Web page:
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Free Market, Not Aid, Africa's Hope, Shultz Says

January 08, 1987|NORMAN KEMPSTER | Times Staff Writer

DAKAR, Senegal — Secretary of State George P. Shultz, arriving here early today at the start of a six-nation tour of Africa, said hard-pressed African economies can do themselves more good by emphasizing private enterprise than by waiting for U.S. foreign aid.

Talking to reporters shortly before his Air Force jetliner landed at Dakar, Shultz said some past programs damaged the recipient nations because donated food and other commodities discouraged local production.

"One reason why, over a 20-year period, per capita food production (in Africa) declined was that generosity drove production out of business," Shultz said.

'Excited' About Trip

The secretary, making his first trip to sub-Saharan Africa, said he is "quite excited" about the trip because many African nations, including all six he will visit, "see that a state-dominated economy which many have tried . . . simply doesn't work very well."

For several years, the U.S. government has given preference in aid programs to African nations adopting free-market economies. The Reagan Administration intends to continue that emphasis, but because of sharp budget restrictions, there is not much aid money for African nations regardless of their economic system.

Africa accounts for only about 5% of the $14.5-billion foreign aid request in the budget President Reagan submitted this week. Most of the money was earmarked for Israel, Egypt and nations that permit the establishment of U.S. military bases on their territory.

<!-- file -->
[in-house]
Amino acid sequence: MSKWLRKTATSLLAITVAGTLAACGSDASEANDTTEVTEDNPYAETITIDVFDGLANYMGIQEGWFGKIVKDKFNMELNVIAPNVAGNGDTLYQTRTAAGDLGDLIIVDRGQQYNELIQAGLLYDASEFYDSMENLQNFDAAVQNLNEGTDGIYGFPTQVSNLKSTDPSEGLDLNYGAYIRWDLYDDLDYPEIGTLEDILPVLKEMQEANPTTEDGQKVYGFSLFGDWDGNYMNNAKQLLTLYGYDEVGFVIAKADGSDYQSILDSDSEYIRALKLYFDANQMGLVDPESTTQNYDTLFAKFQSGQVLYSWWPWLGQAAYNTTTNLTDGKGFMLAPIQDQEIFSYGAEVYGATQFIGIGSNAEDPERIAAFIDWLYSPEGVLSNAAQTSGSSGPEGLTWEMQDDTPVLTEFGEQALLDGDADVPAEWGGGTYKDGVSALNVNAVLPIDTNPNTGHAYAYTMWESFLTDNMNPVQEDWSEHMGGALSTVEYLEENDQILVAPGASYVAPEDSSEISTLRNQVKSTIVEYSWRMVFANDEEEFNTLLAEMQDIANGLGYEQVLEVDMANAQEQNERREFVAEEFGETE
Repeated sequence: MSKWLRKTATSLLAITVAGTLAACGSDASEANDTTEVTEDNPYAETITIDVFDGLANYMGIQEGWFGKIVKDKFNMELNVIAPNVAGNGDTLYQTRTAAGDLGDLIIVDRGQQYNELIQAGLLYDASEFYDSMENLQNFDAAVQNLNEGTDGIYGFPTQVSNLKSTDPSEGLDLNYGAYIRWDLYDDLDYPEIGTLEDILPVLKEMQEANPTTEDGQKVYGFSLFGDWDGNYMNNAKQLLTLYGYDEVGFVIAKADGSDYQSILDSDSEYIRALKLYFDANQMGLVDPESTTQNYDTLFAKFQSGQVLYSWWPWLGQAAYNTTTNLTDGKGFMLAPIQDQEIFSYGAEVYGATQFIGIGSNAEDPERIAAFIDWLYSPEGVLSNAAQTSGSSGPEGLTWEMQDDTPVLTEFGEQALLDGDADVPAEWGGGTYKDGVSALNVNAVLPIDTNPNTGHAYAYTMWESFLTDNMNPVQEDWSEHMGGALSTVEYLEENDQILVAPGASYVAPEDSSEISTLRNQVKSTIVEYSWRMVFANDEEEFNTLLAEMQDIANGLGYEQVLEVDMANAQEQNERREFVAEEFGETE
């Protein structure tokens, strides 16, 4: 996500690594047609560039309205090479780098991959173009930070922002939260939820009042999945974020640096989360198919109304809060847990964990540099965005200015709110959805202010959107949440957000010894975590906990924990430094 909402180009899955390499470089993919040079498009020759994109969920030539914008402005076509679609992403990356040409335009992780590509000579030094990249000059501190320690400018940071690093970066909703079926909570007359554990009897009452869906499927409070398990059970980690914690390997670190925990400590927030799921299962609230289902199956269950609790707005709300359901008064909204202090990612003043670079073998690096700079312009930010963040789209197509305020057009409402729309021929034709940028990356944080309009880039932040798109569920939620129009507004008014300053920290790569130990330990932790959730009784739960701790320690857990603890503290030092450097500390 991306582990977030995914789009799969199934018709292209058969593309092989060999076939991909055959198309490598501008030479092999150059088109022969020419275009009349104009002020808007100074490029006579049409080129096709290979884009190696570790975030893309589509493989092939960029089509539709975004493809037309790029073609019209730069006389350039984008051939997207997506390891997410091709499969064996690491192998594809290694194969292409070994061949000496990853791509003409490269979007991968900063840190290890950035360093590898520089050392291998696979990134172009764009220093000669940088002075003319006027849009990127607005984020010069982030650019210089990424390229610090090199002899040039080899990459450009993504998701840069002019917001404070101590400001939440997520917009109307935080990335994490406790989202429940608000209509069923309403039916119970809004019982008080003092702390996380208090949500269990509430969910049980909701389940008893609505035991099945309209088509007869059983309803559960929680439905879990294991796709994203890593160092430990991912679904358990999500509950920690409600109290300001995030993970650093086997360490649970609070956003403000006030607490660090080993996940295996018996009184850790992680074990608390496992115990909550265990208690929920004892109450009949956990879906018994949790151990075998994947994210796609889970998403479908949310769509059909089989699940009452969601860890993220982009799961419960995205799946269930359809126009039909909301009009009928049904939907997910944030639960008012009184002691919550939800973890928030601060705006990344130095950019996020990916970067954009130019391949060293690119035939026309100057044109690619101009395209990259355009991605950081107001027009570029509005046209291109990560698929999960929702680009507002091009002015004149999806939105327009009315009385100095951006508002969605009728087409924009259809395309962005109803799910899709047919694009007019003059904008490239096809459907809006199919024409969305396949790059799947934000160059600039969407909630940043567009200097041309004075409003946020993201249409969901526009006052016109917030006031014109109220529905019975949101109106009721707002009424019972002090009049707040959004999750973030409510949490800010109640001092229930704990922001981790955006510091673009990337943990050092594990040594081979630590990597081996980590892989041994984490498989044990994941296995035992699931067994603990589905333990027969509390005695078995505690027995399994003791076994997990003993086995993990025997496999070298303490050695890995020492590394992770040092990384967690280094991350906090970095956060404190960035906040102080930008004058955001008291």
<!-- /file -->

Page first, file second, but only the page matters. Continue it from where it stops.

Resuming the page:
Trade Dispute Discussed

Before leaving for Africa on Wednesday afternoon, Shultz met in Bermuda with British Foreign Secretary Geoffrey Howe, who discussed with him a festering trade dispute between the United States and the European Communities, of which Britain is a member.

Shultz said he and Howe agreed that "this ought to get settled and not result in retaliation and counter-retaliation."

Nevertheless, Shultz said, "We don't feel we have a lot of flexibility" on the issue.

The dispute involves up to $1 billion a year in U.S. corn and other feed grain exports to Spain. Spain, which joined the Common Market on Jan. 1, 1986, is required to impose Common Market agricultural tariffs, which U.S. officials say will sharply reduce U.S. sales.

Reagan late last week ordered retaliatory tariffs imposed on a variety of European products, including British gin and French wine and cheese, if the dispute is not settled by Feb. 1.

"Nobody wants to have a trade war break out," Shultz said, "but there are clear damages, and there must be compensation."

British sources said Howe argued that the United States has substantial industrial markets in Spain and should give some ground on the agricultural dispute. Howe added, however, that if the new U.S. tariffs take effect, the Europeans will retaliate against additional American products.

After his stop in Senegal, Shultz goes on to Cameroon, Kenya, Nigeria, Ivory Coast and Liberia. He will return to Washington on Jan. 15.

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